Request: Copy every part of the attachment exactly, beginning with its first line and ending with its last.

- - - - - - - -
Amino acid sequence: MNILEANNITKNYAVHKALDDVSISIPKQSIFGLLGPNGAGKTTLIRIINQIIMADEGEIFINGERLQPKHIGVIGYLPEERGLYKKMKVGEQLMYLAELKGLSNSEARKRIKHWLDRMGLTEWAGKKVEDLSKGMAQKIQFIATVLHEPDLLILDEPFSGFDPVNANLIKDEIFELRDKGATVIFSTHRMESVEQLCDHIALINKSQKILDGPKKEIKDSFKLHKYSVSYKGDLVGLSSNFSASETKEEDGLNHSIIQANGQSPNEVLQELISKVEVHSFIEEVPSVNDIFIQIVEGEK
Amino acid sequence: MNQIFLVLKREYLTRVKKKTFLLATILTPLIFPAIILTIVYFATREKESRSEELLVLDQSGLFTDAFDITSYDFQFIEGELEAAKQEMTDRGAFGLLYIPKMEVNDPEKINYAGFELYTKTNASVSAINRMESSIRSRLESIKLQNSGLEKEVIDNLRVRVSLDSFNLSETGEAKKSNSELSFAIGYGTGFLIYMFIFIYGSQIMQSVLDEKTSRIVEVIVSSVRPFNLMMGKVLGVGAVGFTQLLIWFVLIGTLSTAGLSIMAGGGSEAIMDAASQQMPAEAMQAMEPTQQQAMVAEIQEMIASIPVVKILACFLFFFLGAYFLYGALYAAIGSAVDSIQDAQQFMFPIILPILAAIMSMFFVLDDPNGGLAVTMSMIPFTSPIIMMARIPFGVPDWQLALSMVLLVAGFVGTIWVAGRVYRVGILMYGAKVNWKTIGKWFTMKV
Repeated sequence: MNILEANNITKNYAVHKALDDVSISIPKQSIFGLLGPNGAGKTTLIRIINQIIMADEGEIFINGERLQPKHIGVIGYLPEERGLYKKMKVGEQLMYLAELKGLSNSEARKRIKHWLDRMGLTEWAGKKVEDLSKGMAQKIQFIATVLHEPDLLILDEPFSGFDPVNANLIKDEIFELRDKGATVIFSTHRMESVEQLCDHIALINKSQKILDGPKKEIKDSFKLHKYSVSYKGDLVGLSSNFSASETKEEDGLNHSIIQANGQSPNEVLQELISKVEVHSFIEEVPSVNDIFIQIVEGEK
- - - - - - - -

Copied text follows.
Amino acid sequence: MNILEANNITKNYAVHKALDDVSISIPKQSIFGLLGPNGAGKTTLIRIINQIIMADEGEIFINGERLQPKHIGVIGYLPEERGLYKKMKVGEQLMYLAELKGLSNSEARKRIKHWLDRMGLTEWAGKKVEDLSKGMAQKIQFIATVLHEPDLLILDEPFSGFDPVNANLIKDEIFELRDKGATVIFSTHRMESVEQLCDHIALINKSQKILDGPKKEIKDSFKLHKYSVSYKGDLVGLSSNFSASETKEEDGLNHSIIQANGQSPNEVLQELISKVEVHSFIEEVPSVNDIFIQIVEGEK
Amino acid sequence: MNQIFLVLKREYLTRVKKKTFLLATILTPLIFPAIILTIVYFATREKESRSEELLVLDQSGLFTDAFDITSYDFQFIEGELEAAKQEMTDRGAFGLLYIPKMEVNDPEKINYAGFELYTKTNASVSAINRMESSIRSRLESIKLQNSGLEKEVIDNLRVRVSLDSFNLSETGEAKKSNSELSFAIGYGTGFLIYMFIFIYGSQIMQSVLDEKTSRIVEVIVSSVRPFNLMMGKVLGVGAVGFTQLLIWFVLIGTLSTAGLSIMAGGGSEAIMDAASQQMPAEAMQAMEPTQQQAMVAEIQEMIASIPVVKILACFLFFFLGAYFLYGALYAAIGSAVDSIQDAQQFMFPIILPILAAIMSMFFVLDDPNGGLAVTMSMIPFTSPIIMMARIPFGVPDWQLALSMVLLVAGFVGTIWVAGRVYRVGILMYGAKVNWKTIGKWFTMKV
Repeated sequence: MNILEANNITKNYAVHKALDDVSISIPKQSIFGLLGPNGAGKTTLIRIINQIIMADEGEIFINGERLQPKHIGVIGYLPEERGLYKKMKVGEQLMYLAELKGLSNSEARKRIKHWLDRMGLTEWAGKKVEDLSKGMAQKIQFIATVLHEPDLLILDEPFSGFDPVNANLIKDEIFELRDKGATVIFSTHRMESVEQLCDHIALINKSQKILDGPKKEIKDSFKLHKYSVSYKGDLVGLSSNFSASETKEEDGLNHSIIQANGQSPNEVLQELISKVEVHSFIEEVPSVNDIFIQIVEGEK